The Backstreet Boys’ record company blocked the release of a new BSB album so it could promote member Nick Carter’s solo project instead, the group alleges in a $100 million lawsuit filed Monday. The suit accuses Zomba Recording Company of backing away from an agreement to release a new Backstreet album in 2002, thus depriving the group of a $5 million advance. The Boys’ suit demands at least $100 million in damages from Zomba, and asks the U.S. District Court for the Southern District of New York to sever the group’s ties from the company.
The complaint alleges that Zomba ”refused to actively participate in the selection of songs or producers” for a follow-up to 2000’s ”Black & Blue,” effectively blocking the album, since the group is contractually barred from recording without the label’s approval. The group would have been entitled to the $5 million advance if they had delivered a new album by April 30, 2002, but the suit claims that Zomba made it impossible to meet that deadline. (A Zomba spokesperson declined to comment on any aspect of the lawsuit).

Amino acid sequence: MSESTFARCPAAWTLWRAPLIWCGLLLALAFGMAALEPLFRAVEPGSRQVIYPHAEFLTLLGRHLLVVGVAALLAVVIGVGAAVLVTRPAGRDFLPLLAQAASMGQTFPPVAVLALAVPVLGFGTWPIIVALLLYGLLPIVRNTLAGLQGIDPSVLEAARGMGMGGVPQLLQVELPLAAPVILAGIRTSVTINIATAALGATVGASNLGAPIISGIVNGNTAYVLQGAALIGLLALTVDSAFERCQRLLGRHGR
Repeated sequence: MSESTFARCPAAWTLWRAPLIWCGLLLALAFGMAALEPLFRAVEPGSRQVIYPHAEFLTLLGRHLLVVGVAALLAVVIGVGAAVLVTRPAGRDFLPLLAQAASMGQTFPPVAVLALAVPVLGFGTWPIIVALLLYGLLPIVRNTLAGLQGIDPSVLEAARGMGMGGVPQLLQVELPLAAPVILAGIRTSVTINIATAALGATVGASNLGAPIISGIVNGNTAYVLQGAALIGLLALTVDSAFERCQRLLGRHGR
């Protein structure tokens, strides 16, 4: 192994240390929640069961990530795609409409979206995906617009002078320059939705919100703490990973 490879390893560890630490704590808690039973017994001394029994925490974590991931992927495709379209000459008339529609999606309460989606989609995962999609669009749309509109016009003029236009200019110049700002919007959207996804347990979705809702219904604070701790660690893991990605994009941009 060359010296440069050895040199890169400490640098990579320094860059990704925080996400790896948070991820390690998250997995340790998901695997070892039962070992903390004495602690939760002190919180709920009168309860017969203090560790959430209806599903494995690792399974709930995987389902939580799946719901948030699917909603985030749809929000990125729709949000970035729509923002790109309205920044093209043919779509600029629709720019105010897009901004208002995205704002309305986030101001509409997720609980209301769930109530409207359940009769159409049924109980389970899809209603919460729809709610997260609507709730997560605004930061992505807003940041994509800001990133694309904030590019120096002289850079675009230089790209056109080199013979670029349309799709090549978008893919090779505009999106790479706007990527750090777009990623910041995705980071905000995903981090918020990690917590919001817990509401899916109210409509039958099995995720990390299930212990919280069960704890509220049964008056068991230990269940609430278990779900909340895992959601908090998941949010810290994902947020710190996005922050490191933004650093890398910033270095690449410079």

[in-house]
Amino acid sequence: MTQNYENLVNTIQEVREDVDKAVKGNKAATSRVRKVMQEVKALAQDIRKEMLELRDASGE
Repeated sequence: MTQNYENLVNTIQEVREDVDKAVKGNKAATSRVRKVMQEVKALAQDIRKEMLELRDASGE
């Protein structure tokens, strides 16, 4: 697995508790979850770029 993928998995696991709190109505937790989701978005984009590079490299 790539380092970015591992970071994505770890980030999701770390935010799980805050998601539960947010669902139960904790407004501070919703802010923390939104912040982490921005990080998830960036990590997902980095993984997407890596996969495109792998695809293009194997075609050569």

”Zomba’s motivation soon revealed itself,” the suit claims. ”Zomba decided to produce and promote a solo album by just one of the Backstreet Boys, Nick Carter, in lieu of the fourth Backstreet Boys album… Because of Zomba, Carter was unable and unwilling to participate in any of [the Backstreet Boys’] production or recording efforts.” (The Zomba spokesperson had no immediate comment on Carter’s behalf). The suit also demands that Zomba stop using the Backstreet Boys’ trademarked name — and the group’s website — to promote Carter’s album.
Carter’s album, ”Now or Never,” debuted at No. 17 on Billboard’s album chart; two weeks later, it’s dropped all the way down to No. 96.